Life talk

16 June 2020

How to be rainy-day ready

By ING

We all know how it goes when the car breaks down and needs ‘significant’ repairs, or the dog swallows something he shouldn’t have and is rushed to emergency – you need to access your cash quickly. But while saving our pennies for a rainy day is something we should all do, it’s not always easy (especially when there are so many day-to-day bills to pay).

If you’re finding it hard to get your rainy-day savings started, there are some tactics you can try. Here are our top tips for getting off to a flying start.

1. Get a goal in mind

The tricky thing about rainy-day saving is that you’ll never have a particular goal in mind – so it’s hard to stay motivated. What can help, though, is to have a figure in mind. This way you have a target to shoot for (and you can high-five yourself once you’ve reached it). So how much is ‘enough’ for you? When you’re figuring this out, think about things that have happened unexpectedly in the past, and how much they have cost. Also, think about the day-to-day expenses you would need to cover if, for example, you lost your job. An old rule of thumb is that you should have enough to cover you for six months… but we know that may be a big ask, so pick a figure that you think you can achieve.

2. Create a savings habit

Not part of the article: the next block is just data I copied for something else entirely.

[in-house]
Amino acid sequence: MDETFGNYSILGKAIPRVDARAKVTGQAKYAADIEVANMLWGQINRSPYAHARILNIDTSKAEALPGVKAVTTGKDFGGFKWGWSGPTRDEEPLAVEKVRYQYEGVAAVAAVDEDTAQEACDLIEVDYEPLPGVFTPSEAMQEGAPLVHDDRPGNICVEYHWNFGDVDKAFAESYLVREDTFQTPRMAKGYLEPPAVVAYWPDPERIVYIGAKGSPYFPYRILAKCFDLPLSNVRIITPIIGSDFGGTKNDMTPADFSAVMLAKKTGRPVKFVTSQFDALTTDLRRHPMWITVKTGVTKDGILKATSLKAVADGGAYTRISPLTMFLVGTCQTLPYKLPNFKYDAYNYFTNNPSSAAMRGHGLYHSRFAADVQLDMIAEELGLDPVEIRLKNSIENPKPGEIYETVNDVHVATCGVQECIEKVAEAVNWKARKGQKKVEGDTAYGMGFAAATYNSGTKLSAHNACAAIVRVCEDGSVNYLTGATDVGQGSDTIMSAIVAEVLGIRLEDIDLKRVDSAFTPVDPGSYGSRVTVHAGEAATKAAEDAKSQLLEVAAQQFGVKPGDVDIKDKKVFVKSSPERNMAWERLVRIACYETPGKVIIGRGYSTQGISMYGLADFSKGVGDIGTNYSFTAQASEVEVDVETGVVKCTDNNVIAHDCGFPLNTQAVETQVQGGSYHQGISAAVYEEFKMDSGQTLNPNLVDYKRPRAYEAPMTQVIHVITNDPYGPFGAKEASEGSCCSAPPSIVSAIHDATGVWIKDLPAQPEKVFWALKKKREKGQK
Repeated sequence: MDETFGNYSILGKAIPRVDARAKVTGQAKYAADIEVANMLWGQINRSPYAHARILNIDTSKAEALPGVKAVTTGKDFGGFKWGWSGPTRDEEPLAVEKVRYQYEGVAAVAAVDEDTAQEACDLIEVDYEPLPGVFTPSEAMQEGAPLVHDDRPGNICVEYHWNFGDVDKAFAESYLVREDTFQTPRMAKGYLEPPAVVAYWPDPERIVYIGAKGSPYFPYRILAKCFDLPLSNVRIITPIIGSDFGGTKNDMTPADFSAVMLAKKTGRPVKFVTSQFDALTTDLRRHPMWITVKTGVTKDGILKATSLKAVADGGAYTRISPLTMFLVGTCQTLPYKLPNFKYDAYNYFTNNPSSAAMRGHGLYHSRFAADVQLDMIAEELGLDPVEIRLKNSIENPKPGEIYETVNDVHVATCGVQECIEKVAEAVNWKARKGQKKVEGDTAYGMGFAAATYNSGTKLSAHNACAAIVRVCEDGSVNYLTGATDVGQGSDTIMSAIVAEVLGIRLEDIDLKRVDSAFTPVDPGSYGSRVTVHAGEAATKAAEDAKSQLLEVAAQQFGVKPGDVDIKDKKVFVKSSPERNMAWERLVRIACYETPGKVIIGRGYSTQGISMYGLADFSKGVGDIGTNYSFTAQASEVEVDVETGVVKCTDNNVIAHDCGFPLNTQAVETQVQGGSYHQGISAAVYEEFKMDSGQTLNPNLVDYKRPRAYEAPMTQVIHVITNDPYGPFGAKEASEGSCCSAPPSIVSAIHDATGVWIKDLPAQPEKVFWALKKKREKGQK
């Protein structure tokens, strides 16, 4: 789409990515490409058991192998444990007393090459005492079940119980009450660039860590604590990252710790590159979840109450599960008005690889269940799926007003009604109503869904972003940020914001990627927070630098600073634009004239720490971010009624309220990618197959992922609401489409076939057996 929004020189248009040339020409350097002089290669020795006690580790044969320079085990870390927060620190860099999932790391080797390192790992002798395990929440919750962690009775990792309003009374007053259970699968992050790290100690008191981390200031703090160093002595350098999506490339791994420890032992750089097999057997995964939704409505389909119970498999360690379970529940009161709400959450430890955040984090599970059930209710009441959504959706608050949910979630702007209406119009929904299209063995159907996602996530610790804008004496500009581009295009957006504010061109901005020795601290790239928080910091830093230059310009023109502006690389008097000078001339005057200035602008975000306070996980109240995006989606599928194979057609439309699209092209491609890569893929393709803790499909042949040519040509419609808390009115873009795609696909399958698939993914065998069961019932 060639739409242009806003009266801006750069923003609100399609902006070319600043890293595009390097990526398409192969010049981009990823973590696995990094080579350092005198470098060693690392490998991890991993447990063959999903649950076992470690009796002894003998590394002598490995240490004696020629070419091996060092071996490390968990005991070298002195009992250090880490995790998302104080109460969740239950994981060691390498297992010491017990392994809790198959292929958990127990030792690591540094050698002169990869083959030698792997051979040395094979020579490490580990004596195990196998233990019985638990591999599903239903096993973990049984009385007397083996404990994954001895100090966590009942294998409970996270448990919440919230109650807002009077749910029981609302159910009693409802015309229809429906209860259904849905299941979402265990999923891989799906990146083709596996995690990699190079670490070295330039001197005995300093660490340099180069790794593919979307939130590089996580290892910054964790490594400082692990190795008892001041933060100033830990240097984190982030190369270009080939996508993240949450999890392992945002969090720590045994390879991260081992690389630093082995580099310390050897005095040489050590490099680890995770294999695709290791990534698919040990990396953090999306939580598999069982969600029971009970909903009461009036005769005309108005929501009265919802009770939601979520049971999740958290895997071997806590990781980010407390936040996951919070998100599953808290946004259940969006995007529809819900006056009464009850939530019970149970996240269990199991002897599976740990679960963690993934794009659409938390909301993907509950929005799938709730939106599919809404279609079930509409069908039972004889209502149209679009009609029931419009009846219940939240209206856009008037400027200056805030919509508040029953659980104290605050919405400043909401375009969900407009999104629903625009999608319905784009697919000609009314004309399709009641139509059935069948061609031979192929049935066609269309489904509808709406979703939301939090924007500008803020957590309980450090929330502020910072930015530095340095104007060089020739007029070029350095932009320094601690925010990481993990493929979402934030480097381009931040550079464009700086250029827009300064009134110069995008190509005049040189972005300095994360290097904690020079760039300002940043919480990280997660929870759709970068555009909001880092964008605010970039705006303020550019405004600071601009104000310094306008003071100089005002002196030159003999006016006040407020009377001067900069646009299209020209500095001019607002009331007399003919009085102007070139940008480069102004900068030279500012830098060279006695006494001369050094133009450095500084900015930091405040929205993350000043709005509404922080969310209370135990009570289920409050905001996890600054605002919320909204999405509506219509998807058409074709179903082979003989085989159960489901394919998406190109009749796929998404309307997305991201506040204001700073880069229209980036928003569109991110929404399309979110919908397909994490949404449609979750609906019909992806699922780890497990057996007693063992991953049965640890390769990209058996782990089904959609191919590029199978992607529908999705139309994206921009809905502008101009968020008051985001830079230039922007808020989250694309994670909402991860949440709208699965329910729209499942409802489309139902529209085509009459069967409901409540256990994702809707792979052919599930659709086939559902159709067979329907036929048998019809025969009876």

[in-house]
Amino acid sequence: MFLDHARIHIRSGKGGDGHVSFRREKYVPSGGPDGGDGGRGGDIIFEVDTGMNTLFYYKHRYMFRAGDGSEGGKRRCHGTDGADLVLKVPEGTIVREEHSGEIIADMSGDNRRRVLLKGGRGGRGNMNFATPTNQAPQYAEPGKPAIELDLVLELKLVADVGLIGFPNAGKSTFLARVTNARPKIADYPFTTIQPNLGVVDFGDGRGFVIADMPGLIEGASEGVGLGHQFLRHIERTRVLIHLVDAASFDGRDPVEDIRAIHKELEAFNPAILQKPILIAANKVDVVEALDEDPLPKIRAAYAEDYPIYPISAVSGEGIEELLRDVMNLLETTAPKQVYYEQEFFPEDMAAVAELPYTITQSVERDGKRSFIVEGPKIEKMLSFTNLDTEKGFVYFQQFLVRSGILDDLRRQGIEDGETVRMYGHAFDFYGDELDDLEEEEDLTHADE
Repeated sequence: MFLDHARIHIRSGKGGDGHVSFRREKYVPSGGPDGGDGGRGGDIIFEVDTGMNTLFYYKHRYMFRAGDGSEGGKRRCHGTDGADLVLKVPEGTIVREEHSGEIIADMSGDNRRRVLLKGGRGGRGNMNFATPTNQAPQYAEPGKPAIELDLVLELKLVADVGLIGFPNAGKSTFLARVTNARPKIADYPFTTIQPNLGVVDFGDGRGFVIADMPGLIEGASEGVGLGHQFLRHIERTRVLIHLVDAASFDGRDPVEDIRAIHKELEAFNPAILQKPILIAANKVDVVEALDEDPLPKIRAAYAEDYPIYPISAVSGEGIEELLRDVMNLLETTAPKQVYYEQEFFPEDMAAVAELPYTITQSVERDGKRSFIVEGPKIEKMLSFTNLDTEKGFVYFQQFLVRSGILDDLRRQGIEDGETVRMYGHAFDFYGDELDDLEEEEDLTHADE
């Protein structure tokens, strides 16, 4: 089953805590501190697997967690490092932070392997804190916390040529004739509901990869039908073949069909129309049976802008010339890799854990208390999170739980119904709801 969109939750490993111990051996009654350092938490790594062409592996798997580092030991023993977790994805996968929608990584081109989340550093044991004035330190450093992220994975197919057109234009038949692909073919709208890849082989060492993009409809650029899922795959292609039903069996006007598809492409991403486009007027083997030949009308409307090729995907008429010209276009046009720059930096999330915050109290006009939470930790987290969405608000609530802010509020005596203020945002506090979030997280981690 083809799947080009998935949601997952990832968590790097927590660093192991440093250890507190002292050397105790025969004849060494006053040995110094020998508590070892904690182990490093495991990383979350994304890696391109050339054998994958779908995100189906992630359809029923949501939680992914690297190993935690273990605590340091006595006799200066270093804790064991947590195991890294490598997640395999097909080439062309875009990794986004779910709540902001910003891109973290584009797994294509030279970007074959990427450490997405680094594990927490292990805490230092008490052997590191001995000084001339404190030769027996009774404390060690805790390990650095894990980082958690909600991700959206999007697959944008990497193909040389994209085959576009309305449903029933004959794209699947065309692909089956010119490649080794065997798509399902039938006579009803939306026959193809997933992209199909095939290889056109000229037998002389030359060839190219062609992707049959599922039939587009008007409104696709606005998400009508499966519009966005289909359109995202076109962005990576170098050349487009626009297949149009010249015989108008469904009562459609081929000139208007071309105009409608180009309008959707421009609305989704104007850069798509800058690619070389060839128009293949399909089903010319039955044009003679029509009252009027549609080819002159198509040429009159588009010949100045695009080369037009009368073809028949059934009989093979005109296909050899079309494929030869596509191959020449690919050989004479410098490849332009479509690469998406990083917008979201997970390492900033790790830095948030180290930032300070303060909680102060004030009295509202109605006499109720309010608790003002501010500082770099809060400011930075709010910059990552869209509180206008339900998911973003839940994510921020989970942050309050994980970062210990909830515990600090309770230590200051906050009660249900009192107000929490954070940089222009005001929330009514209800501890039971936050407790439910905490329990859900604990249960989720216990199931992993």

It’s great to have a target in mind to get you motivated, but when it comes to saving, habits are what keep you going. With this in mind, make a commitment to yourself to deposit an amount every week or month (whatever works best for you) into your rainy-day fund. It could be as little as $25 or as much as $200 a week – as long as you stick to it, it’ll add up over time. Just make sure your commitment is realistic, or it’ll be impossible to keep.

3. Set it and forget it

Saving is definitely easier when you don’t have to think about it. So you may want to ‘set and forget’ by asking your employer to pay part of your salary into a separate savings account (aka the emergency stash). If the money is out of sight, it may be easier to put it out of your mind until you really need it. And of course, if at any stage you need to use these funds, they’re there waiting for you.

Another tactic is to set up a recurring direct transfer from one of your accounts into another, straight after payday. It also helps if you don’t carry around the card that’s linked to that account.

4. Make a list of what you consider an ‘emergency’

It goes without saying that all ‘emergencies’ are not created equal. If you dip into your rainy-day fund to pay for an ‘emergency’ designer outfit or mini-break, you’re unlikely to have enough left over for actual emergencies, like a plumbing crisis or a medical necessity. Get a clear picture in your head of the type of things your rainy-day fund is really for, and make a commitment to yourself to only withdraw when you absolutely have to. Don’t forget: the longer your savings stay untouched, the more interest they’ll accumulate.

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